Lesson 14 - Conditional Statements


In this lesson you'll learn how to use conditional sentences in English. You'll also learn how to use verb phrases to be supposed to and used to.

In the vocabulary section, you'll learn the English words for objects that are found in nature.

This lesson starts with a short conversation between two people who are discussing their plans for the weekend.




Mark and Alice see each other as they are leaving from work on Friday. They discuss their plans for the weekend.

Mark: What are you up to this weekend?

Alice: I'm going to the beach on Saturday with some friends, then we're going for dinner, and after that we're going to a concert. I don't have any plans for Sunday yet. What are you doing this weekend?

Mark: I'm going to go hiking to Kennedy Lake in the mountains.

Alice: That's a long hike, but it's worth it. It's a beautiful lake. What are you doing on Sunday? Do you want to go for a coffee?

Mark: Sure. How about we meet at Wick's Café at 11.

Alice: Sounds good. I'll see you there.

Natural Objects

Sound moon
Sound sun
Sound stars
Sound Earth
Sound mountain
Sound cliff
Sound hill
Sound lake
Sound river
Sound forest
Sound desert
Sound rock
Sound ocean
Sound waterfall
Sound lightning
Sound cloud


Conditional Sentences

A conditional sentence contains a statement that will be true if a certain condition or conditions happen. Conditional sentences are often formed using a group of verbs in English called modal verbs (will, shall, can, may, and must), usually along with the conjuction if. Conditional statements can be simple present, simple past, or past perfect.

Present Conditional

The simple present conditional is used to talk about things that happen when cetain conditions are met. The present tense of verbs or the present tense of a modal verb plus infinitive are used in these sentences.


If I open the door, the cat runs outside.
If I open the door, the cat will run outside.
If I open the door, the cat can run outside.
If I open the door, the cat may run outside.
The cat will run outside if I open the door.
The cat will run outside if I open the door and say his name.
The phone will break if I drop it or throw it.

Simple Past Conditional

The simple past conditional is used to refer to an imaginary or unreal event and its probable result. For the simple past conditional, would, which is the past tense of will, is used.


I would agree with you if you were right.
The cat would go outside if I opened the door.
I would read the book if I had more time.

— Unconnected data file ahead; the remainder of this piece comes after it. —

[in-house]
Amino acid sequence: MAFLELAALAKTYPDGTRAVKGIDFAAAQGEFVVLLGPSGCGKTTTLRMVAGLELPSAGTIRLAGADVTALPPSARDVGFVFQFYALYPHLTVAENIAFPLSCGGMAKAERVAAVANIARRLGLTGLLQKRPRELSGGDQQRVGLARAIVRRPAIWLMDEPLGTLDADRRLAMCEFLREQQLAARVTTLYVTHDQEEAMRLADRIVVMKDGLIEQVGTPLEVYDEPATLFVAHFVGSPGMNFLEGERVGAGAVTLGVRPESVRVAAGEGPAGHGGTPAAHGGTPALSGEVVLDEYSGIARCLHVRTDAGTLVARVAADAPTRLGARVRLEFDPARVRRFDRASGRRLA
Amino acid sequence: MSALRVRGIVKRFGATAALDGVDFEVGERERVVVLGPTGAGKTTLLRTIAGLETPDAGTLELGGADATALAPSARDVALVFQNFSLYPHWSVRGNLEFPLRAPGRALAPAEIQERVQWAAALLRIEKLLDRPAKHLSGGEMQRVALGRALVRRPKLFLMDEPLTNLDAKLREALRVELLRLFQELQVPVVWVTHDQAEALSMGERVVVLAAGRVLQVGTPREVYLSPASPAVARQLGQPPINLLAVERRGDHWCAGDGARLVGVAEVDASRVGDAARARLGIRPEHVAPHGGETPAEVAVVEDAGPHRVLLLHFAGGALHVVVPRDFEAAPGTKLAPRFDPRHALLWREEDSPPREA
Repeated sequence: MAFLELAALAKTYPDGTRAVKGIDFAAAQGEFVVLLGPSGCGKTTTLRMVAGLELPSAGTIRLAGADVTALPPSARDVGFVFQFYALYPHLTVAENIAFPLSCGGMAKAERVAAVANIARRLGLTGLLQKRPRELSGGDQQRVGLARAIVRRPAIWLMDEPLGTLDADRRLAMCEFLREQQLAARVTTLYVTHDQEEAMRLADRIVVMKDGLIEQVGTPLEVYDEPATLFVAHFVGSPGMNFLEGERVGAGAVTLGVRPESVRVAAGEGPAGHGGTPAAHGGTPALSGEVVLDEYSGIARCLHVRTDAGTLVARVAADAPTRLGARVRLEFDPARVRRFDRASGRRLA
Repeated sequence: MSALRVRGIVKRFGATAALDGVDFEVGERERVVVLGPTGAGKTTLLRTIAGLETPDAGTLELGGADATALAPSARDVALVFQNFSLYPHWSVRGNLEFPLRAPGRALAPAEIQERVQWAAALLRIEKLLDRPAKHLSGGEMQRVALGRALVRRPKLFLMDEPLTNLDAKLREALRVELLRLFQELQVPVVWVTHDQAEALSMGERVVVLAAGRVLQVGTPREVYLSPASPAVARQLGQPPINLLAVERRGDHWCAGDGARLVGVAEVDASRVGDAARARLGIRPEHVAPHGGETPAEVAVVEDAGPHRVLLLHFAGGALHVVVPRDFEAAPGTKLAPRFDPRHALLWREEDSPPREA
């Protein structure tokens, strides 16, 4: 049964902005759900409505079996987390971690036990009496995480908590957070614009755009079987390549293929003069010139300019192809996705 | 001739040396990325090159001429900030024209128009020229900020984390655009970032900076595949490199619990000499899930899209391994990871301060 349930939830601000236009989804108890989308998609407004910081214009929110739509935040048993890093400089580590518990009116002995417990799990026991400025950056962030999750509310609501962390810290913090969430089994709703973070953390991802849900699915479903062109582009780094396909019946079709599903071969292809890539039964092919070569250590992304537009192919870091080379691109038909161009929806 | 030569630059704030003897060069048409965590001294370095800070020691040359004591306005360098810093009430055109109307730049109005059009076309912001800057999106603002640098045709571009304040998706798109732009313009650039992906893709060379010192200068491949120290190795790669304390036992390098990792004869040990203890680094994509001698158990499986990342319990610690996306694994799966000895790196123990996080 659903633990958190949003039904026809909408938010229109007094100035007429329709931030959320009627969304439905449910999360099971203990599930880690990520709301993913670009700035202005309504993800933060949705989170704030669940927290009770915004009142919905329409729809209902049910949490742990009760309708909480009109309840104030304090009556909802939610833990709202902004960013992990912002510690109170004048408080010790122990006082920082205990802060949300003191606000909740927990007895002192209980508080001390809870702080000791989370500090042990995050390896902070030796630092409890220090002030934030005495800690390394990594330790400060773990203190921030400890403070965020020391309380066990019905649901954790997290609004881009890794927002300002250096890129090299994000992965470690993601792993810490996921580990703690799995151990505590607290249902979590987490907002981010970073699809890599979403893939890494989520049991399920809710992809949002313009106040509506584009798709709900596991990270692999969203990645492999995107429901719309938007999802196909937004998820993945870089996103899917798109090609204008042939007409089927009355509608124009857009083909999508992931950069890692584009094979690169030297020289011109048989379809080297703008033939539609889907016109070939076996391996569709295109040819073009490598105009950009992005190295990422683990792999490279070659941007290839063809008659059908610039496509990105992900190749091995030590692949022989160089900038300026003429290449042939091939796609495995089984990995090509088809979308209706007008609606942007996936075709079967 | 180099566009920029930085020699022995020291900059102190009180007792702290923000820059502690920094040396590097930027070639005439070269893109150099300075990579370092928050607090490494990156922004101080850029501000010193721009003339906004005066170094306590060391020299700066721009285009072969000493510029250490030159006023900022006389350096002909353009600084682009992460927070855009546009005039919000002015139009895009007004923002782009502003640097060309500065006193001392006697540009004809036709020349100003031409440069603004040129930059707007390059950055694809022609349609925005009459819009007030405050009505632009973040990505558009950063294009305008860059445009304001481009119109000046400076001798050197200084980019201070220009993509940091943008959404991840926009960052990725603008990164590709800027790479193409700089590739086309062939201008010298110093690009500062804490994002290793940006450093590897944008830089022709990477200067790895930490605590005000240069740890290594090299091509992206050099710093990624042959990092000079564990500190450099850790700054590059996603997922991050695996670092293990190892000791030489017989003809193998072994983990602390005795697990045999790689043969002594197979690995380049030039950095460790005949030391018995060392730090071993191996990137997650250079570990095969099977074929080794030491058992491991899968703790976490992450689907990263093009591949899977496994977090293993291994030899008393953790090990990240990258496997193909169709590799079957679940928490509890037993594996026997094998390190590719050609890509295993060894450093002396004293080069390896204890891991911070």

I would read the book if it was interesting and I had more time.
I would read the book if it was interesting or I had more time.
Snow would be great if it wasn't cold.

Conditional Perfect

The past conditional perfect is used to indicate that a different action in the past would cause a different outcome than what actually happened. The conditional perfect is formed using would have with the past participle of the verb.


We would have gone if we had enough money.
The cat would have gone outside if I had opened the door.
I would have walked to the store if it wasn't raining.
Would they have done the dishes if I had asked them?
I would not have offered if I didn't mean it.
The snow would not have melted if it was a bit colder.

To Be Supposed To

The verb phrase to be supposed to means that an action is expected or believed to be done by somebody.


Mary is supposed to study for her exam.
We are supposed to paint the house today.
You are not supposed to tell anyone.
Am I supposed to do it?
You were supposed to do it.
The teacher was supposed to explain it to us.

Used To

Used to has several different meanings. This section covers each of its uses.

1) To be used to means to be accustomed to, or to be familiar with. For example:

I am used to the warm weather.
I’m used to leaving work late.
He is used to the noise of the traffic.

2) When used to follows a noun or pronoun it means an action was repeated in the past, but does not currently happen. For example:

I used to drive to work, but now I walk to work.
I used to put two teaspoons of sugar in my coffee, but now I don’t put any sugar in.
They used to visit almost every weekend, but now that they’ve moved away, we rarely ever see them.

3) Used to can also be the past tense of the verb phrase use to. For example:

What did you use to fix it? I used a hammer to fix it.
What do they use the apples for? They use them to make apple pie.
We used it to store our extra clothes.


Here are some flashcards to help you learn the vocabulary included in this lesson.


Here is an online quiz to help you learn the English vocabulary introduced in this lesson.

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